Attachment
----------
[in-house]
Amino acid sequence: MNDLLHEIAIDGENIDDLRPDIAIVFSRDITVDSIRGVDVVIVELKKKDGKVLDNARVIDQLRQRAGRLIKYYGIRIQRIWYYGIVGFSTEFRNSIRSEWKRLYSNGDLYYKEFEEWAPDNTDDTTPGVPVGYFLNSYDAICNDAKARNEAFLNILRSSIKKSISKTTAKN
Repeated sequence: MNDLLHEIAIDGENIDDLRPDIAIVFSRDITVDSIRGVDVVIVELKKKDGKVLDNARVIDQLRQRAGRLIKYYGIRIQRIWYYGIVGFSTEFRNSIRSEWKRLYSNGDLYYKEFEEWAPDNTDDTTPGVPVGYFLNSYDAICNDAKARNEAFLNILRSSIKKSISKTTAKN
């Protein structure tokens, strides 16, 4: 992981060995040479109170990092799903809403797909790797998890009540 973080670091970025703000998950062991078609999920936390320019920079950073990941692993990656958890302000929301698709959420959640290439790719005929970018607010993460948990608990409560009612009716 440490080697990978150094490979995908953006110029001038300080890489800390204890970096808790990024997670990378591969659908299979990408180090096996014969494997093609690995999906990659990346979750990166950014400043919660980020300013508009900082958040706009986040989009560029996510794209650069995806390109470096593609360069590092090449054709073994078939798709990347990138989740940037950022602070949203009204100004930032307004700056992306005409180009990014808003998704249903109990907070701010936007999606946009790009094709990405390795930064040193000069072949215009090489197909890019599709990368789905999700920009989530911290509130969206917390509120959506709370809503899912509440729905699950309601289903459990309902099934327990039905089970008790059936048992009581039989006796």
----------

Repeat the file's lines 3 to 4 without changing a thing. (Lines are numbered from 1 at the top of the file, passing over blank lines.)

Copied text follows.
Repeated sequence: MNDLLHEIAIDGENIDDLRPDIAIVFSRDITVDSIRGVDVVIVELKKKDGKVLDNARVIDQLRQRAGRLIKYYGIRIQRIWYYGIVGFSTEFRNSIRSEWKRLYSNGDLYYKEFEEWAPDNTDDTTPGVPVGYFLNSYDAICNDAKARNEAFLNILRSSIKKSISKTTAKN
């Protein structure tokens, strides 16, 4: 992981060995040479109170990092799903809403797909790797998890009540 973080670091970025703000998950062991078609999920936390320019920079950073990941692993990656958890302000929301698709959420959640290439790719005929970018607010993460948990608990409560009612009716 440490080697990978150094490979995908953006110029001038300080890489800390204890970096808790990024997670990378591969659908299979990408180090096996014969494997093609690995999906990659990346979750990166950014400043919660980020300013508009900082958040706009986040989009560029996510794209650069995806390109470096593609360069590092090449054709073994078939798709990347990138989740940037950022602070949203009204100004930032307004700056992306005409180009990014808003998704249903109990907070701010936007999606946009790009094709990405390795930064040193000069072949215009090489197909890019599709990368789905999700920009989530911290509130969206917390509120959506709370809503899912509440729905699950309601289903459990309902099934327990039905089970008790059936048992009581039989006796």